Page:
New Research to Examine the Role of Pet Dogs for the Resilience and Wellbeing of Military Adolescents | HABRI

New Research to Examine the Role of Pet Dogs for the Resilience and Wellbeing of Military Adolescents

HABRI Awards Grant to Florida Atlantic University

Washington, D.C. (April 24, 2024) — The Human Animal Bond Research Institute (HABRI) today announced a new grant for research that investigates the contribution of pet dog ownership to resilience and well-being in adolescent children of military families. This grant was awarded to a team of researchers at Florida Atlantic University Christine E. Lynn College of Nursing’s Canines Providing Assistance to Wounded Warriors (C-P.A.W.W.)  led by Laurie Martinez, Ph.D., MBA, MSN, RN, AHN-BC and co- led by Cheryl A. Krause-Parello PhD, RN, FAAN.

 

This important study will provide insight into how pet dogs support well-being and resilience in adolescents while a parent or guardian is in the National Guard, Reserve, is a veteran, or on active duty. Adolescents in military families face ubiquitous teen stressors and unique military challenges (e.g., parental deployment, frequent relocations). Dog ownership is suggested as a contextual resource of strength to counter the effects of adolescent military-specific stressors and promote positive outcomes.

 

“With approximately 66% of households in the U.S. owning a pet, family military pet dogs are an understudied innovative resource that may mitigate military-connected adolescent stress and nurture resilience and well-being,” explained Dr. Martinez, Principal Investigator of the study. “Exploring how pet dogs can serve as conduits to better mental health outcomes opens new pathways for daily health promotion.”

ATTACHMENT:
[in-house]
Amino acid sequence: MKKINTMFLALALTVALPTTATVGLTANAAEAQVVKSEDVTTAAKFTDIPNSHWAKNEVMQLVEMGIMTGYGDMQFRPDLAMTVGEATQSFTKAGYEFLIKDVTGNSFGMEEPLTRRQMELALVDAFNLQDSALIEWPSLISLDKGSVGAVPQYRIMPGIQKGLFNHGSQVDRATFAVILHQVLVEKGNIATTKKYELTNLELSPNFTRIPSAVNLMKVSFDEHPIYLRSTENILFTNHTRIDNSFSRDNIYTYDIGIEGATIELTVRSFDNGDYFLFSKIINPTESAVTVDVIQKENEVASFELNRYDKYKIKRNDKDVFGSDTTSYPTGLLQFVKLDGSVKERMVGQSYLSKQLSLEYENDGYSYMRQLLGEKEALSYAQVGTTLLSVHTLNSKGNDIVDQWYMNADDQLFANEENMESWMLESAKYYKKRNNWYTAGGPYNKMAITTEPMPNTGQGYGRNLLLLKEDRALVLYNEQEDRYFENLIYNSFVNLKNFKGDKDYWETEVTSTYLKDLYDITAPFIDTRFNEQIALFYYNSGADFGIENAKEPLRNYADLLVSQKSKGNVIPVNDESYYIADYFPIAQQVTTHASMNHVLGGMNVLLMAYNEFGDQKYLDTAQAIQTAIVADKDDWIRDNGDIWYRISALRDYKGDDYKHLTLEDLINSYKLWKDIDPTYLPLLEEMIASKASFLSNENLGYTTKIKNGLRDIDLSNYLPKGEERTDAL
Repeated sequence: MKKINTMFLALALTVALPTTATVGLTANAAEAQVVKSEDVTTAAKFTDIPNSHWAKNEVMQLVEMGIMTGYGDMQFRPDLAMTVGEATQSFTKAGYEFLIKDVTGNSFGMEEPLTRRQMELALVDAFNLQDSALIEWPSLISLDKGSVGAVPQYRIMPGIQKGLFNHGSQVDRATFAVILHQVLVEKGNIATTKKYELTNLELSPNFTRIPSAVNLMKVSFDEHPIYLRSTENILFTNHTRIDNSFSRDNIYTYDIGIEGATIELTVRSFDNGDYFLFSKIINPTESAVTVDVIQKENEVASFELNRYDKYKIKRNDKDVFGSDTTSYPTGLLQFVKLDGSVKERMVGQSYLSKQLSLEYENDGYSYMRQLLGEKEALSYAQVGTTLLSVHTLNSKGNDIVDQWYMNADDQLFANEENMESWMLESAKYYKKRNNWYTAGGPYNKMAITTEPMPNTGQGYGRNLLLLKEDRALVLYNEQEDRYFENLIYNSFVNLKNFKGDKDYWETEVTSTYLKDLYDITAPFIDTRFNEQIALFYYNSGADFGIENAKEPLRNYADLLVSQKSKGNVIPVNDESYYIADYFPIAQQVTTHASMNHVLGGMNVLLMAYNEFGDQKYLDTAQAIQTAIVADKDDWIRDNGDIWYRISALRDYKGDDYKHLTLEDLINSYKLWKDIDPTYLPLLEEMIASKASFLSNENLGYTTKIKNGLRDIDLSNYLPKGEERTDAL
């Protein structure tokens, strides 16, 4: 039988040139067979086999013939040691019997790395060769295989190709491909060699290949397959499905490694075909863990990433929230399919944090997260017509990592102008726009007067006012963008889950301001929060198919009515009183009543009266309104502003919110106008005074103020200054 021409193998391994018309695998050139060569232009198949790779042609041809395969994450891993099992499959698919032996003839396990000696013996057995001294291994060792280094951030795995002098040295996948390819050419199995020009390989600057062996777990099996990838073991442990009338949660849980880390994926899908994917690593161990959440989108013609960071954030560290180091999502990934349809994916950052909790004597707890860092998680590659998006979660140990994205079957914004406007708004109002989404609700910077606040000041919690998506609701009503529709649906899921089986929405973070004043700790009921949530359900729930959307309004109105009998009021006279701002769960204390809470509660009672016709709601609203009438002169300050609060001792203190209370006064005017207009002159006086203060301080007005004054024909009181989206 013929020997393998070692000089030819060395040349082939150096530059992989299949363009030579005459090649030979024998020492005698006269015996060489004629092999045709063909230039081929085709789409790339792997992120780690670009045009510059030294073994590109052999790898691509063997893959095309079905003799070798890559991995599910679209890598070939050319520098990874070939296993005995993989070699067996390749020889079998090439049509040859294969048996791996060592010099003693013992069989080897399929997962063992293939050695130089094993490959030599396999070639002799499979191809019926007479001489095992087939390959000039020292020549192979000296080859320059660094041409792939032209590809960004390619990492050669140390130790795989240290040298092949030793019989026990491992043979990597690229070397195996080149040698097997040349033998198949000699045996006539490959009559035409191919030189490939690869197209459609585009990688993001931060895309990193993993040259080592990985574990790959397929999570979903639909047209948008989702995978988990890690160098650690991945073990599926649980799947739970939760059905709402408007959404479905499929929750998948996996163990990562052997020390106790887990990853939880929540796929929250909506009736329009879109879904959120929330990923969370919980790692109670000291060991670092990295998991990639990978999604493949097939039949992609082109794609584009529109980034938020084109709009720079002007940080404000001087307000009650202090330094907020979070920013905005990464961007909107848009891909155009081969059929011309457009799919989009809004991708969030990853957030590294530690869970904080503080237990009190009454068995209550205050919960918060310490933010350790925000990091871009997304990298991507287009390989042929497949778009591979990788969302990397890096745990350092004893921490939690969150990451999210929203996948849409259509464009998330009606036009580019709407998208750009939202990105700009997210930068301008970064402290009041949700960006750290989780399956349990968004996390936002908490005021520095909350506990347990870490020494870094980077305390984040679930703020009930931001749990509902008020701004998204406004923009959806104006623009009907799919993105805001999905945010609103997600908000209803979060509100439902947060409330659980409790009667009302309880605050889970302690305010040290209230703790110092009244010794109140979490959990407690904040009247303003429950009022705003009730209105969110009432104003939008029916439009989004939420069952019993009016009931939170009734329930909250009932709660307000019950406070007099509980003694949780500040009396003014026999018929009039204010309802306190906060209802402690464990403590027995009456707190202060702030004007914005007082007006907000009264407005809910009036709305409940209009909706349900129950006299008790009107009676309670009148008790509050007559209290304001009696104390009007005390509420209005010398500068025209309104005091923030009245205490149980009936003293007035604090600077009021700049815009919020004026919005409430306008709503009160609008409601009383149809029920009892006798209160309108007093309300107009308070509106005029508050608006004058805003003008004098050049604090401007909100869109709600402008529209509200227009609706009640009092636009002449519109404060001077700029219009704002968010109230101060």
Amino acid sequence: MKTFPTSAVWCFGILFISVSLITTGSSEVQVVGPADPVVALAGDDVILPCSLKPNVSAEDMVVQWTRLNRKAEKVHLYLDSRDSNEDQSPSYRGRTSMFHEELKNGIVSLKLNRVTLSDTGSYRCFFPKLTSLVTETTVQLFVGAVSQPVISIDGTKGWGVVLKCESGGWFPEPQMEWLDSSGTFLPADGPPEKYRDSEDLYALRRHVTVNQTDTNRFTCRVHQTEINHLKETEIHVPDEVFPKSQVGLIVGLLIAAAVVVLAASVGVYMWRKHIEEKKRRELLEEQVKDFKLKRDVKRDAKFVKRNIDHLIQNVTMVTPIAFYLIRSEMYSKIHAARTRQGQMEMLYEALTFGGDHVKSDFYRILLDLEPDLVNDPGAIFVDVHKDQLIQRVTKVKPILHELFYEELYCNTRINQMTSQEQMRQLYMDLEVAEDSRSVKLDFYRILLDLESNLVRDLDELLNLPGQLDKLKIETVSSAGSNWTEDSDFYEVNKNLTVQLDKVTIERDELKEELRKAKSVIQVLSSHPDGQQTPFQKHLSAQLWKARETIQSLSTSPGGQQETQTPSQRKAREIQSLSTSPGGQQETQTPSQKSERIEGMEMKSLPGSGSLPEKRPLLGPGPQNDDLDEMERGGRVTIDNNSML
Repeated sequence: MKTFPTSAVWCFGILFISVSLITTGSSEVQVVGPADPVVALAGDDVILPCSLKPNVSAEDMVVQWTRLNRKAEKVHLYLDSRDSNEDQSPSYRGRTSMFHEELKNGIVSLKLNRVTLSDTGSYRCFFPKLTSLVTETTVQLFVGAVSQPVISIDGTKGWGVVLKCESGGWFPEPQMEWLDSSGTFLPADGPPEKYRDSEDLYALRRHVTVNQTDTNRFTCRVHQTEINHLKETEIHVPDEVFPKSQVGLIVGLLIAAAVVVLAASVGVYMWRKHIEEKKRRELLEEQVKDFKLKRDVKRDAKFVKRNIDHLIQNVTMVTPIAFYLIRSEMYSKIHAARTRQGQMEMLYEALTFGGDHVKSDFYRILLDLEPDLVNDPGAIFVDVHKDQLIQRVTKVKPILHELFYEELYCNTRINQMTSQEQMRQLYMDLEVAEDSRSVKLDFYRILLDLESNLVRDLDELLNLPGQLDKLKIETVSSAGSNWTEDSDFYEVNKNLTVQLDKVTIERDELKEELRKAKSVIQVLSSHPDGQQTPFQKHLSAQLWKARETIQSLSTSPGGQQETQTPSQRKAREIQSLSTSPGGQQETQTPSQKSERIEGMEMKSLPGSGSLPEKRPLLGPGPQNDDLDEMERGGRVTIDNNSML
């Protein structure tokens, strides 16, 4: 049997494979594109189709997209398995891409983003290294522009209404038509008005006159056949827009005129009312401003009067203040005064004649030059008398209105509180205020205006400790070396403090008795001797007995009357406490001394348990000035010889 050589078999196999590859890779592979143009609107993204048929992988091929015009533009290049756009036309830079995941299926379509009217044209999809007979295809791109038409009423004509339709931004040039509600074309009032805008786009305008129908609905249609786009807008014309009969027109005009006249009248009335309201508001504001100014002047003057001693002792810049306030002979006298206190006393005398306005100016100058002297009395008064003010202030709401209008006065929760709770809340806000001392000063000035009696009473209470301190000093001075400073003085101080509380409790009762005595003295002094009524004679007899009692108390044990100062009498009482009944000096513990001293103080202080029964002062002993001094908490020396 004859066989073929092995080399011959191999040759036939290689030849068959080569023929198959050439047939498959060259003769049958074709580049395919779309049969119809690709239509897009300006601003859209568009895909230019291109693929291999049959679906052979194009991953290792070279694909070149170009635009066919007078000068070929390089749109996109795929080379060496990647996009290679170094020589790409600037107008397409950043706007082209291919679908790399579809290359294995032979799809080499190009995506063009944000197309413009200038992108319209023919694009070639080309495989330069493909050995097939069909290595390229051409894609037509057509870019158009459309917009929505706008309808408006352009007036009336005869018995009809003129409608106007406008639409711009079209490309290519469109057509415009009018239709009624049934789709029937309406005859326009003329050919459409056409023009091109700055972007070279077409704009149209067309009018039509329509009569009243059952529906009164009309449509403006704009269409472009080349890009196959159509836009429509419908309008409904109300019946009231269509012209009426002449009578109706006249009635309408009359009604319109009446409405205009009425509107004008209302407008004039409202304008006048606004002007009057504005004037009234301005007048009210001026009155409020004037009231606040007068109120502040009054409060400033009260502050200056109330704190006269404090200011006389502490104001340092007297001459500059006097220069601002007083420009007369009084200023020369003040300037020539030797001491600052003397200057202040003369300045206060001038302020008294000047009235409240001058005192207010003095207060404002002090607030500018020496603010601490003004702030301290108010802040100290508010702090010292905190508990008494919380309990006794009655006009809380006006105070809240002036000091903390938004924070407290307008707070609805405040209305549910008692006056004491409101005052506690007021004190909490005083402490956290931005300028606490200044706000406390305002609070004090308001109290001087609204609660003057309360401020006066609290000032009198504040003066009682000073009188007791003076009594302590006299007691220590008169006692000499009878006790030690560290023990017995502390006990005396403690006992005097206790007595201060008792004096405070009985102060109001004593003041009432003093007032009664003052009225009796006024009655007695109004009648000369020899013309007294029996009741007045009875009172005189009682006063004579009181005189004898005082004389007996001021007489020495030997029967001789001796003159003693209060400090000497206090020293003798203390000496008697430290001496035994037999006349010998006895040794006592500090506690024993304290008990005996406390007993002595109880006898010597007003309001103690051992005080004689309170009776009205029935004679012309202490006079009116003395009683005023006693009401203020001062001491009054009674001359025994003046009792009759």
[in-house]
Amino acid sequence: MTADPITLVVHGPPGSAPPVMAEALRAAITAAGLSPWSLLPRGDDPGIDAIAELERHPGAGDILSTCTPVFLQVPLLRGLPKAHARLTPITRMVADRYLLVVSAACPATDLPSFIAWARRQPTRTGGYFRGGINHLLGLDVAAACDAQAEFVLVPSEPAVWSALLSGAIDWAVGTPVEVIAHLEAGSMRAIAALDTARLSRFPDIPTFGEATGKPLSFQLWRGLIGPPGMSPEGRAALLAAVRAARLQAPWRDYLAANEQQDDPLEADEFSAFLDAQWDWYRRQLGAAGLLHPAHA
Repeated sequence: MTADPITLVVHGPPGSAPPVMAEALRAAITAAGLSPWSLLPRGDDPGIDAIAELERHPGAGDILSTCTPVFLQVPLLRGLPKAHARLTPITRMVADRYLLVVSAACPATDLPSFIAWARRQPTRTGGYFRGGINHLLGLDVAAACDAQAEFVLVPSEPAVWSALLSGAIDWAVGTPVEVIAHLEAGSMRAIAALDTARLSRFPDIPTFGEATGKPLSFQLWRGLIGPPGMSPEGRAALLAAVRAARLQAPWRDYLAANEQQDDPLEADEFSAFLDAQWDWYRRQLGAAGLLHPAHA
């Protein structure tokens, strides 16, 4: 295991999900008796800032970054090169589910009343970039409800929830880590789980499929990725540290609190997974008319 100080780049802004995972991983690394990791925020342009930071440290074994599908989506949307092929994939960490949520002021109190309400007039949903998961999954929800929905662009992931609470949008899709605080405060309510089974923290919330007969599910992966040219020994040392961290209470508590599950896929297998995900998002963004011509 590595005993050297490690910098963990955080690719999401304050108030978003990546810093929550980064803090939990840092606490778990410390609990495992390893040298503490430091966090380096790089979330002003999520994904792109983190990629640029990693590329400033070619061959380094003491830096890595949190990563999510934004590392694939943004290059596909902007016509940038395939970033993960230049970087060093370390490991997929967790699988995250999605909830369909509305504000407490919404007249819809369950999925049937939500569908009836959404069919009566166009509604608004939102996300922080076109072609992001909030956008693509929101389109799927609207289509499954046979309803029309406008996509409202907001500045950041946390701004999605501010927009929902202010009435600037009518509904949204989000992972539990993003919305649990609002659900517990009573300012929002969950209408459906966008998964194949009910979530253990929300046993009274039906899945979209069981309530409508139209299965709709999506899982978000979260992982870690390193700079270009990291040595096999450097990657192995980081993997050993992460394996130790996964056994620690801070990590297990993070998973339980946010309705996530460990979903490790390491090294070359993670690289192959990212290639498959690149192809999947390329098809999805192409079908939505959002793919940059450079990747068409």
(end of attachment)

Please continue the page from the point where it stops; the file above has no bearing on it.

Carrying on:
This longitudinal, observational pilot study will conduct scientifically-validated surveys to investigate the role of pet dogs in the lives of military adolescents between the ages of 12 to 18. Researchers expect to find higher levels of resilience, improved well-being, reduced depression, and lower perceived stress in dog-owning adolescents compared to military adolescents who do not own a pet dog.

 

“We hope that this research will inform policies and programs aimed at improving health for children in military families,” said Steven Feldman, President, HABRI.

Contact

Logan Trautman

logan@inspireprgroup.com

412.915.4038

###

Press Releases
PAWS Act Coalition Lauds Full Congressional Funding for Grant Program to Aid Survivors of Domestic Violence and their Pets

The Pet and Women Safety (PAWS) Act Coalition today celebrated the passage of the Consolidated Appropriations Act of 2022, which for the third year in a row, includes funding for an important grant program designed to enable more domestic violence shelters to become pet-friendly so that victims of domestic violence and their pets may seek safe shelter together. The $3 million appropriated for 2022 represents a $500,000 increase in funding from 2021, up to the fully-authorized amount, and comes three years after bipartisan passage of the Pet and Women Safety (PAWS) Act, as part of the 2018 Farm Bill. “Congressional funding for the PAWS Act, coupled with private sector support, directly results in more domestic abuse survivors and their pets being able to safely enter shelter and start the next chapter of their lives together,” said Nina Leigh Krueger, CEO and President of Purina. “Through Purina’s partnership with RedRover on the Purple Leash Project, we’ve set a national goal to help ensure that at least 25% of domestic violence shelters in the U.S. are pet-friendly by 2025. Full funding of the PAWS Act keeps this goal within reach.” Demand for the Emergency Transitional Pet Shelter Housing and Assistance Grant Program has continually surpassed the funding available for the program, leading to bipartisan calls to further increase funding in 2022. The PAWS Act Coalition honors the bipartisan efforts of 204 Representatives, led by Representative Katherine Clark (D-MA-5), and 43 Senators, led by Senators Chris Van Hollen (D-MD) and Gary Peters (D-MI), for requesting this critical funding for FY 2022. Domestic violence shelters across the U.S. will be eligible to apply online for grants in the coming months, and additional details about the application process will be forthcoming from the U.S. Department of Justice, which administers the grant program. This continued funding follows the success of the FY 2020 and FY 2021 Emergency Transitional Pet Shelter Housing...